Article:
By Brian Fleming, Analyst
Recently while meeting with a client, I struck up a conversation with a student on campus about what she loved and did not love about University “X”. Turns out, she loves her classes, her professors, and the burgeoning network of friends and professional contacts she has made so far. She is not so fond of the Registrar’s office, to put it nicely.
- “They use paper forms.”
- “They are so hard to reach.”
- “Their policies are so confusing.”
- “They are so unfriendly.”
Once, that Registrar’s Office dropped her from all her classes without notice simply because she neglected to submit the right paper form. Seriously, I thought, paper forms? So 2005. I did ask her whether the University sent her a warning email or something before so inconsiderately dropping her from her classes, to which she acknowledged (somewhat jokingly), “Probably, but I don’t check that email.” Sigh.
“Innovation” is About More than MOOCs
Higher education today faces an era of rapid disruption and technological change, which has spawned not only things like MOOCs and flipped classroom models but also a hard look at everyday business processes like the ones this particular student struggled to navigate. Today, new possibilities have emerged for innovative services models capable of helping students get on more effectively with the everyday business of being a student. These models are equally—if not more—important for institutions to adopt in this highly disruptive era.
Efficiency, better channels of communication, a Registrar’s office capable of communicating important notices in ways students prefer to receive information—these are all possible with a “One Stop” model of student service delivery.
What is “One Stop”?
Essentially, “one stop” is a student services model that relies heavily on highly developed and intuitive online portals, sophisticated transaction-enabling self-service, cross-trained staff, and thorough integration of “traditional” services such as registration, financial aid, billing, all under one roof (or, two roofs really: one digital and one physical). This model is student-centered and technologically rich, and from a student’s perspective, simple. It aims, in all, to empower students to get what they need, when they need it, from anywhere, at 2 p.m. or 2 a.m. It aims also to liberate institutions from archaic, inefficient, often redundant models suited for a bygone era.
- One stop is student, not service, centered. The one stop philosophy emphasizes students’ needs over institutional functions, and focuses on improving student experience of everyday back-end processes like course registration, transfer credits, adding/dropping classes, receiving financial aid and paying bills, largely though the use of online portals and extensive self-service capabilities.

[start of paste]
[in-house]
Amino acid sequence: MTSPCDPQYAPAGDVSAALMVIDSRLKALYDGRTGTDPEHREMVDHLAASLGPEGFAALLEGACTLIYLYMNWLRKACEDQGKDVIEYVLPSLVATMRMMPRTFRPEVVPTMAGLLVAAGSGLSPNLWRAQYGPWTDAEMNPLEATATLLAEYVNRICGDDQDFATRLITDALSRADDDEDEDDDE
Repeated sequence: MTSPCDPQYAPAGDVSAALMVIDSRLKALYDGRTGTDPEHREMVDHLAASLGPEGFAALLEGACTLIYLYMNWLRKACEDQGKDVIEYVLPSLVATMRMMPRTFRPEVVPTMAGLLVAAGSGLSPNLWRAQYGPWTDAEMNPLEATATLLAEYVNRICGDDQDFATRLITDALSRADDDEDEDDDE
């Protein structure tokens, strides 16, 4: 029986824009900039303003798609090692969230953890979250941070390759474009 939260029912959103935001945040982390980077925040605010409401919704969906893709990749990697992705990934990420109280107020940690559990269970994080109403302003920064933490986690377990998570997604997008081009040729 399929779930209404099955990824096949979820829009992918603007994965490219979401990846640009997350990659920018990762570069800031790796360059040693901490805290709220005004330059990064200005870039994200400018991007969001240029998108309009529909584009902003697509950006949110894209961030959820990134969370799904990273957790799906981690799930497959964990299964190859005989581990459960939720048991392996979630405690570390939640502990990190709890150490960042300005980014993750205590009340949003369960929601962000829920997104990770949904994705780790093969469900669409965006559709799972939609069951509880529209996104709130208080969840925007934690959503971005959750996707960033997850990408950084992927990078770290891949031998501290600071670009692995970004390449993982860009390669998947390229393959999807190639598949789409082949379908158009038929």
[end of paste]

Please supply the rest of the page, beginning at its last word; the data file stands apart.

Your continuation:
- One stop relies on platforms that are technologically rich. Online portals, the heart of one stop, are loaded with dynamic forms, easy to use registration and financial aid platforms, creative means of communicating policies and reminders (texting, e.g., is a growing practice), searchable indexes, and intuitive FAQs. Portals and self-service capabilities are designed to be crisp, clear, and intuitive. They are also accessible any time of day, on any device. Rather than pick up the phone, student instinctively go first to the online portal, and reach out to a live person only if necessary.
- Cross trained staff ready to help. One Stop functions as a central operational unit, usually conveniently and centrally located on campus, and consisting of cross trained staff prepared to handle student questions, issues, and complaints that cannot be completed online. Staff members utilize a combination of email, phone, chat, and social networking platforms to interact with students virtually, often in real time. In person, should more complex or urgent needs arise, staff are accessible, friendly, and empowered to help students who walk in to the One Stop Center.
- 80-20. From students’ perspective, one stop assumes an 80-20 model in which 80% of students complete their tasks online and 20% of students need the human touch. Students go online first, and reach out to a staff member via email, phone call or in-person only if/when necessary. In some cases, staff are available at non-traditional hours (late night, Saturdays), and work to direct students to online when appropriate while still being able to serve students who prefer, for whatever reason, to talk to a person on-the-spot.
A Win-Win All Around
One Stop is a promising model particularly well-suited to institutions with needing to better support diverse and changing student demographics (e.g. first generation, adult learners, digital natives tethered to their smart phones), overcoming operational inefficiencies, and entering the 21st century with a streamlined, adaptable, cost-saving model. It takes time, energy, leadership and hard work to implement a one stop model, but it is well worth the investment yielding more satisfied students, more efficiently run institutions, and higher employee morale. One Stops are a “Win-Win” all around.
For more information on “One Stop Centers,” see the following:
- SCUP 2002 Innovation in Student Services: Planning for Models Blending High Touch/High Tech. Darlene J. Burnett and Diana G. Oblinger, editors. Society for College and University Planning, 2002. Available at www.scup.org
- Student-Centered Financial Services: Innovations that Succeed. Nancy Sinsabaugh, editor. National Association of College and University Business Officers, 2007. Available at www.nacubo.org
The following are some of the institutions currently leveraging a “one stop” model.
- University of Minnesota
- University of Delaware
- University of Alabama-Birmingham
- Bellevue University
- Southern New Hampshire University